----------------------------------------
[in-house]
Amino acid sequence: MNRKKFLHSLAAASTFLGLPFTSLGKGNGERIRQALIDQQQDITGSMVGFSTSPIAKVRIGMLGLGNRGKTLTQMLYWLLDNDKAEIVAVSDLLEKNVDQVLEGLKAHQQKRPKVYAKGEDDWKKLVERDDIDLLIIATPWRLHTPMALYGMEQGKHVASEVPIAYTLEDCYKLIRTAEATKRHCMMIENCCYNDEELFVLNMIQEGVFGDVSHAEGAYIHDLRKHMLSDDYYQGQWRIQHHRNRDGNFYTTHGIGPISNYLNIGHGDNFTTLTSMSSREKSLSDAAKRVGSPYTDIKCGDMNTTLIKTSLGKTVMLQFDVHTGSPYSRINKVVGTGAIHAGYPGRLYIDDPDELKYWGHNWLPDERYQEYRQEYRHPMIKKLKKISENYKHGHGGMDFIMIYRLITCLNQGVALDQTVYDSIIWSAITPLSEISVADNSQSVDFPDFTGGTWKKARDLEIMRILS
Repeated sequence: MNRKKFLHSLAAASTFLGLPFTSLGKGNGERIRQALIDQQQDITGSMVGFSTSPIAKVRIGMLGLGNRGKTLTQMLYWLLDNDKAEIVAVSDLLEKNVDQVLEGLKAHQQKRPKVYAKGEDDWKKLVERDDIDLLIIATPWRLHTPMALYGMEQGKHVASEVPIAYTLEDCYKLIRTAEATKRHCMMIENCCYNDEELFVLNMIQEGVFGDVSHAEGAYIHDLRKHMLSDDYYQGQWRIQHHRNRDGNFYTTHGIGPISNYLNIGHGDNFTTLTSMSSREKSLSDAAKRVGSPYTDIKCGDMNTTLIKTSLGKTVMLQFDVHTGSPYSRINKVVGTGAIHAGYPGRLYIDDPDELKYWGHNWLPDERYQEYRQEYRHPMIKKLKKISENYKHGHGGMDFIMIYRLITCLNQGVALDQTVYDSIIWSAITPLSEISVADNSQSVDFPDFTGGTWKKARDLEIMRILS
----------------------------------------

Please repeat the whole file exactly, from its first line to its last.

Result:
[in-house]
Amino acid sequence: MNRKKFLHSLAAASTFLGLPFTSLGKGNGERIRQALIDQQQDITGSMVGFSTSPIAKVRIGMLGLGNRGKTLTQMLYWLLDNDKAEIVAVSDLLEKNVDQVLEGLKAHQQKRPKVYAKGEDDWKKLVERDDIDLLIIATPWRLHTPMALYGMEQGKHVASEVPIAYTLEDCYKLIRTAEATKRHCMMIENCCYNDEELFVLNMIQEGVFGDVSHAEGAYIHDLRKHMLSDDYYQGQWRIQHHRNRDGNFYTTHGIGPISNYLNIGHGDNFTTLTSMSSREKSLSDAAKRVGSPYTDIKCGDMNTTLIKTSLGKTVMLQFDVHTGSPYSRINKVVGTGAIHAGYPGRLYIDDPDELKYWGHNWLPDERYQEYRQEYRHPMIKKLKKISENYKHGHGGMDFIMIYRLITCLNQGVALDQTVYDSIIWSAITPLSEISVADNSQSVDFPDFTGGTWKKARDLEIMRILS
Repeated sequence: MNRKKFLHSLAAASTFLGLPFTSLGKGNGERIRQALIDQQQDITGSMVGFSTSPIAKVRIGMLGLGNRGKTLTQMLYWLLDNDKAEIVAVSDLLEKNVDQVLEGLKAHQQKRPKVYAKGEDDWKKLVERDDIDLLIIATPWRLHTPMALYGMEQGKHVASEVPIAYTLEDCYKLIRTAEATKRHCMMIENCCYNDEELFVLNMIQEGVFGDVSHAEGAYIHDLRKHMLSDDYYQGQWRIQHHRNRDGNFYTTHGIGPISNYLNIGHGDNFTTLTSMSSREKSLSDAAKRVGSPYTDIKCGDMNTTLIKTSLGKTVMLQFDVHTGSPYSRINKVVGTGAIHAGYPGRLYIDDPDELKYWGHNWLPDERYQEYRQEYRHPMIKKLKKISENYKHGHGGMDFIMIYRLITCLNQGVALDQTVYDSIIWSAITPLSEISVADNSQSVDFPDFTGGTWKKARDLEIMRILS